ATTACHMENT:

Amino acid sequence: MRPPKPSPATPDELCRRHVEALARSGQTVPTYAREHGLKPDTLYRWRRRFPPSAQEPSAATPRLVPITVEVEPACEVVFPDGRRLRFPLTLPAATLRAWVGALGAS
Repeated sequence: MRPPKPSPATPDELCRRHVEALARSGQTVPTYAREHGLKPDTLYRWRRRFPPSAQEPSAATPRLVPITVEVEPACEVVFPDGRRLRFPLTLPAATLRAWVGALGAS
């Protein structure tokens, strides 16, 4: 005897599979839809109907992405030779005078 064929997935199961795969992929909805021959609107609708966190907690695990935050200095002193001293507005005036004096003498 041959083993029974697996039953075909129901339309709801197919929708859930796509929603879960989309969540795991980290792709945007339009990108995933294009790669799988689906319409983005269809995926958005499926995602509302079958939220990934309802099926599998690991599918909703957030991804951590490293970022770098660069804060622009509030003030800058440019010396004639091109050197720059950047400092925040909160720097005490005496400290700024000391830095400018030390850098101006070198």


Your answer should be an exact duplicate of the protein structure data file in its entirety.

Amino acid sequence: MRPPKPSPATPDELCRRHVEALARSGQTVPTYAREHGLKPDTLYRWRRRFPPSAQEPSAATPRLVPITVEVEPACEVVFPDGRRLRFPLTLPAATLRAWVGALGAS
Repeated sequence: MRPPKPSPATPDELCRRHVEALARSGQTVPTYAREHGLKPDTLYRWRRRFPPSAQEPSAATPRLVPITVEVEPACEVVFPDGRRLRFPLTLPAATLRAWVGALGAS
């Protein structure tokens, strides 16, 4: 005897599979839809109907992405030779005078 064929997935199961795969992929909805021959609107609708966190907690695990935050200095002193001293507005005036004096003498 041959083993029974697996039953075909129901339309709801197919929708859930796509929603879960989309969540795991980290792709945007339009990108995933294009790669799988689906319409983005269809995926958005499926995602509302079958939220990934309802099926599998690991599918909703957030991804951590490293970022770098660069804060622009509030003030800058440019010396004639091109050197720059950047400092925040909160720097005490005496400290700024000391830095400018030390850098101006070198």